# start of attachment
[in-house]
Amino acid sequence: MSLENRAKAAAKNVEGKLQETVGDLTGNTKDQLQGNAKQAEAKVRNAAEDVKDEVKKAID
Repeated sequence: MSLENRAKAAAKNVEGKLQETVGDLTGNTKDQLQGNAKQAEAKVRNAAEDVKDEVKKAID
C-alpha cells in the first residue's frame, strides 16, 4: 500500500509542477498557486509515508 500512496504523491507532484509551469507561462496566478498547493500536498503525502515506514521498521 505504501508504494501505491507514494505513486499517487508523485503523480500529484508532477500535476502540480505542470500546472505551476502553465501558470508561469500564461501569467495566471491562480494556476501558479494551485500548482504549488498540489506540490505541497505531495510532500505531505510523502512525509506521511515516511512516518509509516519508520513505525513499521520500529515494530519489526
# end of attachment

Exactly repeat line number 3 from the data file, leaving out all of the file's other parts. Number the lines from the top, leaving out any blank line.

Repeated sequence: MSLENRAKAAAKNVEGKLQETVGDLTGNTKDQLQGNAKQAEAKVRNAAEDVKDEVKKAID